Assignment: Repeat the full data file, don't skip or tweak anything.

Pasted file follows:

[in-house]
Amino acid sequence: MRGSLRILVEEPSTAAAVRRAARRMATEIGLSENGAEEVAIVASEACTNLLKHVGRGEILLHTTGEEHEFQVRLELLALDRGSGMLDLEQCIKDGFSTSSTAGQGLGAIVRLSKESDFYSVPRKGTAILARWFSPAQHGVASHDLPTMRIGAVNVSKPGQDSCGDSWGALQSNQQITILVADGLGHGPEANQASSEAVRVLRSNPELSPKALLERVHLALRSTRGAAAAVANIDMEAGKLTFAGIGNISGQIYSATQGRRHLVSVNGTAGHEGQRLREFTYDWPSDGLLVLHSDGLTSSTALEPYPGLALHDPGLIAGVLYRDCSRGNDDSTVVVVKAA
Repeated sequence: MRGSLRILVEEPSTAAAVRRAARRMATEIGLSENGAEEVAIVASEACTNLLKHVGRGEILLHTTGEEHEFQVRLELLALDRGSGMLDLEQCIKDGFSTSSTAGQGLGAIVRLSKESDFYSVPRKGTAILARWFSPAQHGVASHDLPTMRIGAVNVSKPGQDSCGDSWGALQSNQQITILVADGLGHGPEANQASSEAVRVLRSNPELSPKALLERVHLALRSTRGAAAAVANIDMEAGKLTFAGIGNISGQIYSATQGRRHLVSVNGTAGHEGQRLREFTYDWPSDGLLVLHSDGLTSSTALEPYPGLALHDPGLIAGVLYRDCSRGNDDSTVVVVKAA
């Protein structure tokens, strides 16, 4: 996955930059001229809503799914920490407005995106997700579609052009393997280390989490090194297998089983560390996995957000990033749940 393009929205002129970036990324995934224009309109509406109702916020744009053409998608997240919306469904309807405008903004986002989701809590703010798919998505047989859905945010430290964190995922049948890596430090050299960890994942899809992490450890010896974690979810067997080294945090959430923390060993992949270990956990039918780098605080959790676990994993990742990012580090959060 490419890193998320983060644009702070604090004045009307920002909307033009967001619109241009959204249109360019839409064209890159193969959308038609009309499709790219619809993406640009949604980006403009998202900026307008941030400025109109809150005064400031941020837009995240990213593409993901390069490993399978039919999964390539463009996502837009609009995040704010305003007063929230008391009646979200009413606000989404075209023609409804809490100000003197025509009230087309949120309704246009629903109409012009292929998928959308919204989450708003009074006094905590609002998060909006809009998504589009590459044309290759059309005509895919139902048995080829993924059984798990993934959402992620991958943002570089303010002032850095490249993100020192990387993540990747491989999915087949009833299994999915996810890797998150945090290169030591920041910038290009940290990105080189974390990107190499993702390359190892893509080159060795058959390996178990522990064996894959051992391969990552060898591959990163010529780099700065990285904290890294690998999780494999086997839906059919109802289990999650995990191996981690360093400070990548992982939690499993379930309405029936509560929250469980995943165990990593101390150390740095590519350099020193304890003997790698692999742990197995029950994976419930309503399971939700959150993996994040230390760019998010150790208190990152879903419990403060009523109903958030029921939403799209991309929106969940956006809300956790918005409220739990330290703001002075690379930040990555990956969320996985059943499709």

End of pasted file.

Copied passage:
[in-house]
Amino acid sequence: MRGSLRILVEEPSTAAAVRRAARRMATEIGLSENGAEEVAIVASEACTNLLKHVGRGEILLHTTGEEHEFQVRLELLALDRGSGMLDLEQCIKDGFSTSSTAGQGLGAIVRLSKESDFYSVPRKGTAILARWFSPAQHGVASHDLPTMRIGAVNVSKPGQDSCGDSWGALQSNQQITILVADGLGHGPEANQASSEAVRVLRSNPELSPKALLERVHLALRSTRGAAAAVANIDMEAGKLTFAGIGNISGQIYSATQGRRHLVSVNGTAGHEGQRLREFTYDWPSDGLLVLHSDGLTSSTALEPYPGLALHDPGLIAGVLYRDCSRGNDDSTVVVVKAA
Repeated sequence: MRGSLRILVEEPSTAAAVRRAARRMATEIGLSENGAEEVAIVASEACTNLLKHVGRGEILLHTTGEEHEFQVRLELLALDRGSGMLDLEQCIKDGFSTSSTAGQGLGAIVRLSKESDFYSVPRKGTAILARWFSPAQHGVASHDLPTMRIGAVNVSKPGQDSCGDSWGALQSNQQITILVADGLGHGPEANQASSEAVRVLRSNPELSPKALLERVHLALRSTRGAAAAVANIDMEAGKLTFAGIGNISGQIYSATQGRRHLVSVNGTAGHEGQRLREFTYDWPSDGLLVLHSDGLTSSTALEPYPGLALHDPGLIAGVLYRDCSRGNDDSTVVVVKAA
């Protein structure tokens, strides 16, 4: 996955930059001229809503799914920490407005995106997700579609052009393997280390989490090194297998089983560390996995957000990033749940 393009929205002129970036990324995934224009309109509406109702916020744009053409998608997240919306469904309807405008903004986002989701809590703010798919998505047989859905945010430290964190995922049948890596430090050299960890994942899809992490450890010896974690979810067997080294945090959430923390060993992949270990956990039918780098605080959790676990994993990742990012580090959060 490419890193998320983060644009702070604090004045009307920002909307033009967001619109241009959204249109360019839409064209890159193969959308038609009309499709790219619809993406640009949604980006403009998202900026307008941030400025109109809150005064400031941020837009995240990213593409993901390069490993399978039919999964390539463009996502837009609009995040704010305003007063929230008391009646979200009413606000989404075209023609409804809490100000003197025509009230087309949120309704246009629903109409012009292929998928959308919204989450708003009074006094905590609002998060909006809009998504589009590459044309290759059309005509895919139902048995080829993924059984798990993934959402992620991958943002570089303010002032850095490249993100020192990387993540990747491989999915087949009833299994999915996810890797998150945090290169030591920041910038290009940290990105080189974390990107190499993702390359190892893509080159060795058959390996178990522990064996894959051992391969990552060898591959990163010529780099700065990285904290890294690998999780494999086997839906059919109802289990999650995990191996981690360093400070990548992982939690499993379930309405029936509560929250469980995943165990990593101390150390740095590519350099020193304890003997790698692999742990197995029950994976419930309503399971939700959150993996994040230390760019998010150790208190990152879903419990403060009523109903958030029921939403799209991309929106969940956006809300956790918005409220739990330290703001002075690379930040990555990956969320996985059943499709």